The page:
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Passing the ICF CKA – Coach Knowledge Assessment is EASY!

Posted On: August 20, 2020

ICK CKA Test Basics & General Information

Overview of the Coach Knowledge Assessment:

  1. “The Old 11 Core Competencies” would be on the assessment until mid to late 2020 when it will switch over to “the new 8 Core Competencies.”
  2. 155 Questions
  3. 3 hours time limit (complete in one sitting)
  4. Some questions can be marked to check back later
  5. Questions are organized by competency area (see top of screen while answering questions)
  6. Score is given upon completion
  7. At least a 70% mark must be awarded to pass
  8. Certificate and Level (ACC, PCC or MCC) badge is shared via email as early as the next business day (Mine are below!) 


2021 ICF Branded PCC Completion Badge awarded to the blog author.
ICF Completion Badge




2020 ICF Branded PCC Completion Badge awarded to the blog author.
I am a PCC Certified Coach by the ICF!



(For those who do not pass, you will receive information from the ICF on how you can retake the assessment.)


Requirements to apply for the test:

  1. Varied number of training hours
  2. Varied number of mentor coaching hours
  3. Varied number of coaching hours logged (paid and pro-bono)
  4. Coach recording/transcribed
  5. Fee to have materials assessed/sit for exam**




Once you submit your fee and application materials, note that there will be a wait of 1-3 months for your materials to be assessed and a response shared granting you permission to attend the exam. (For most people I know, including me, the response was given within a month.) 


See the ICF website for the details based on the level – ACC, PCC or MCC – that you need to apply for.


**Note: There is a “discount” applied to your assessment/test fee if you pay a little extra to join the ICF. Initially, I was skeptical, but there is quite a lot of resources and helpful information in the ICF website that one gains access to by becoming a member, so it is worth considering.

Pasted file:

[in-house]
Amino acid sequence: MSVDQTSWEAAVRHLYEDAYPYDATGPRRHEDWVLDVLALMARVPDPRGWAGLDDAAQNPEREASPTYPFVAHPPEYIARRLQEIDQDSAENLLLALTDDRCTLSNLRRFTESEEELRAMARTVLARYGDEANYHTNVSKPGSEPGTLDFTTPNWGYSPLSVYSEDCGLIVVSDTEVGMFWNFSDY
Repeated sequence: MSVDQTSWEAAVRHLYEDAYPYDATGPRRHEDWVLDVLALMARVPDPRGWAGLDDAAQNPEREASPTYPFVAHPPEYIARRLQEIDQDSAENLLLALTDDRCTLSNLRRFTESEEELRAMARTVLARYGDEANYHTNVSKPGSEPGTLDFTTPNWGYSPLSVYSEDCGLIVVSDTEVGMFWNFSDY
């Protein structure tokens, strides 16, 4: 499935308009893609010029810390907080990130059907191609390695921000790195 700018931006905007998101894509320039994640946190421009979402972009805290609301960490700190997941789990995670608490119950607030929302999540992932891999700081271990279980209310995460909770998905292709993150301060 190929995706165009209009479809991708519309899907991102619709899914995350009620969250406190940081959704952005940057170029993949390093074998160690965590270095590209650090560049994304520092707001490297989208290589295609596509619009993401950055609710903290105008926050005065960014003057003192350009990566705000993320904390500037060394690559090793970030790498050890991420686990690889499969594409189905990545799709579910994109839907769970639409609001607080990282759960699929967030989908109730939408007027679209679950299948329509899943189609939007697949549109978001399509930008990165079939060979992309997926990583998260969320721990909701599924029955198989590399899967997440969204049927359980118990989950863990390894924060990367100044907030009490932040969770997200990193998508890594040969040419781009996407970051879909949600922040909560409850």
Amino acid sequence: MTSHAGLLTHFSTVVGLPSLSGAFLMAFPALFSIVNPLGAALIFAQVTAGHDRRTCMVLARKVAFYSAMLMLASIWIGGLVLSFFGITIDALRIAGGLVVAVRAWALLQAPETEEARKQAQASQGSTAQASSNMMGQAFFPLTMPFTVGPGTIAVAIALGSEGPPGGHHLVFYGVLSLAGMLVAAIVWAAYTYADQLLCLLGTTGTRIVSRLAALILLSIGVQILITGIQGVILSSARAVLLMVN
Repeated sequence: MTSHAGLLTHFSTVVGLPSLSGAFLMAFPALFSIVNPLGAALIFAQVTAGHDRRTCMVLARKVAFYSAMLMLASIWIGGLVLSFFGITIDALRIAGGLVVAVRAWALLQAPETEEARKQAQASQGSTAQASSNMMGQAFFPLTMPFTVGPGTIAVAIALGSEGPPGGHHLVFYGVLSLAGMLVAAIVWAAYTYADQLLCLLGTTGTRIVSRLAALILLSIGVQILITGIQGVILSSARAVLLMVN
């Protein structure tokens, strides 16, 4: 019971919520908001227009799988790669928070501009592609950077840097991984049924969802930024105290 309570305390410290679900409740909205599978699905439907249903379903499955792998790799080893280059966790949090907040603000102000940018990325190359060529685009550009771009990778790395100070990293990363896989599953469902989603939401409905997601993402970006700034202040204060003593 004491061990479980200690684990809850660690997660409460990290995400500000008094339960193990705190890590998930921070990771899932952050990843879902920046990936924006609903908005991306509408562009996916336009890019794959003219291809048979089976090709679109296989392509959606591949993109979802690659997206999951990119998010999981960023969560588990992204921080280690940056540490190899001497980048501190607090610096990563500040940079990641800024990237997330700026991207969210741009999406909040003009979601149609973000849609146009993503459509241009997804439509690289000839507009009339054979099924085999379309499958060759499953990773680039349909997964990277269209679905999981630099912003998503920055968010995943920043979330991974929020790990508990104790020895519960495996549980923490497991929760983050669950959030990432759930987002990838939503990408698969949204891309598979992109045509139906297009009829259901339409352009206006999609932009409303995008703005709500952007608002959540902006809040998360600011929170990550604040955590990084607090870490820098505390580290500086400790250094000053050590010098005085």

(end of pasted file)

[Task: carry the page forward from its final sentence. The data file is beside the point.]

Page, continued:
AND, please don’t forget to attend the welcome webinar after joining ICF. That webinar was really good in that it helped me to understand how to navigate the website, the ICF resources and gave a good overview to what the ICF dues cover. (Jennifer Kumar, the author and Authentic Journeys is not receiving any royalty for mentioning the ICF or sharing links to the website.) 



My Experience Attending and Completing the CKA

One of the last steps one must take to gain their first ICF (International Coach Federation) certification is to take and PASS (with a mark of 70%) the Coach Knowledge Assessment (CKA) multiple choice test. 


I recently passed this test for a PCC (Professional Certified Coach) qualification on August 16, 2020 after three weeks of preparation. 



ICF PCC Certificate





I understand why the ICF requires the number of training hours, mentor coaching hours, coach recordings and other preparations to take this online exam – it does help one get prepared. Of course, everyone prepares for tests and assessments a little differently, and some of us may have test anxiety!


The good news is that all the preparations up to this point DO help. Also, a thorough study of the ICF ethics, core competencies and coaching fundamentals doesn’t hurt. If you are curious, all 155 questions are multiple choice, and one gets 3 hours to finish answering all the questions. If you are curious how some of the questions are worded, you can answer five practice questions on the ICF website


In my case, I had completed my training and mentor coaching hours 6 months to a year before I took the exam, so I had to really take time to brush up on the fundamentals. Of course, I apply the fundamentals in my coaching sessions, but applying them in real life is a bit different than answering theoretical questions about them! So, I relied on watching a lot of YouTube videos and reading a lot of articles online by coaches who examined the core competencies from different angles. I spent about 3 weeks doing this. After examining a competency or competency area, I’d also write about it on this blog to help me really imbibe and become one with the concepts, intellectually. It also helped me understand where and how I applied the concepts in my coaching as I not only reflected on coaching examples from my over 750 hours of logged coaching, but I used a few examples in the blogs as case studies against select core competency markers.